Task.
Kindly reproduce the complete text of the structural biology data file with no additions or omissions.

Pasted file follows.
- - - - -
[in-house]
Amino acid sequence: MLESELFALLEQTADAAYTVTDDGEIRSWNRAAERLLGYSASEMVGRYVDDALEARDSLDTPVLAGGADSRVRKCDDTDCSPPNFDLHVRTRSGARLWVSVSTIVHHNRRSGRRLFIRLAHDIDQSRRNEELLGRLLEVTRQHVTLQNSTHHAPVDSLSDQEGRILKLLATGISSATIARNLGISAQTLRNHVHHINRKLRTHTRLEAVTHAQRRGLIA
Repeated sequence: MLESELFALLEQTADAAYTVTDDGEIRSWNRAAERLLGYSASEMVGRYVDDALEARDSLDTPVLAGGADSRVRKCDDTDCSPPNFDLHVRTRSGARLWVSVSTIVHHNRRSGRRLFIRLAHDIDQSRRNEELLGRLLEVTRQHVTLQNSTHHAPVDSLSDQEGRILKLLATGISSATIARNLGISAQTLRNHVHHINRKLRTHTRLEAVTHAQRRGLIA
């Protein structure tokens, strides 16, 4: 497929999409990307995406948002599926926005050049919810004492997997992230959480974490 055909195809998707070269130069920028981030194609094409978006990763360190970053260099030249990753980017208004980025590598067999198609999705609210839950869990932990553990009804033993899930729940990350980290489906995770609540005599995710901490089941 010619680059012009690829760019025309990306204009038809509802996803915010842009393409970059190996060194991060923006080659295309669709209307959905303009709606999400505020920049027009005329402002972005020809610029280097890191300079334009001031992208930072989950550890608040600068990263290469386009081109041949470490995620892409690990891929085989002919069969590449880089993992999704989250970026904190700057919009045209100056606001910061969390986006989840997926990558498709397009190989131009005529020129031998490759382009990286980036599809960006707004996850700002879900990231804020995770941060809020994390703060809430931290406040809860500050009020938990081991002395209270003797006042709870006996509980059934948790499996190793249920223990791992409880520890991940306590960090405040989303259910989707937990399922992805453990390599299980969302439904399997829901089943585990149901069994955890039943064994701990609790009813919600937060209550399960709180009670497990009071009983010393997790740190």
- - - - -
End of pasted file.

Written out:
[in-house]
Amino acid sequence: MLESELFALLEQTADAAYTVTDDGEIRSWNRAAERLLGYSASEMVGRYVDDALEARDSLDTPVLAGGADSRVRKCDDTDCSPPNFDLHVRTRSGARLWVSVSTIVHHNRRSGRRLFIRLAHDIDQSRRNEELLGRLLEVTRQHVTLQNSTHHAPVDSLSDQEGRILKLLATGISSATIARNLGISAQTLRNHVHHINRKLRTHTRLEAVTHAQRRGLIA
Repeated sequence: MLESELFALLEQTADAAYTVTDDGEIRSWNRAAERLLGYSASEMVGRYVDDALEARDSLDTPVLAGGADSRVRKCDDTDCSPPNFDLHVRTRSGARLWVSVSTIVHHNRRSGRRLFIRLAHDIDQSRRNEELLGRLLEVTRQHVTLQNSTHHAPVDSLSDQEGRILKLLATGISSATIARNLGISAQTLRNHVHHINRKLRTHTRLEAVTHAQRRGLIA
């Protein structure tokens, strides 16, 4: 497929999409990307995406948002599926926005050049919810004492997997992230959480974490 055909195809998707070269130069920028981030194609094409978006990763360190970053260099030249990753980017208004980025590598067999198609999705609210839950869990932990553990009804033993899930729940990350980290489906995770609540005599995710901490089941 010619680059012009690829760019025309990306204009038809509802996803915010842009393409970059190996060194991060923006080659295309669709209307959905303009709606999400505020920049027009005329402002972005020809610029280097890191300079334009001031992208930072989950550890608040600068990263290469386009081109041949470490995620892409690990891929085989002919069969590449880089993992999704989250970026904190700057919009045209100056606001910061969390986006989840997926990558498709397009190989131009005529020129031998490759382009990286980036599809960006707004996850700002879900990231804020995770941060809020994390703060809430931290406040809860500050009020938990081991002395209270003797006042709870006996509980059934948790499996190793249920223990791992409880520890991940306590960090405040989303259910989707937990399922992805453990390599299980969302439904399997829901089943585990149901069994955890039943064994701990609790009813919600937060209550399960709180009670497990009071009983010393997790740190």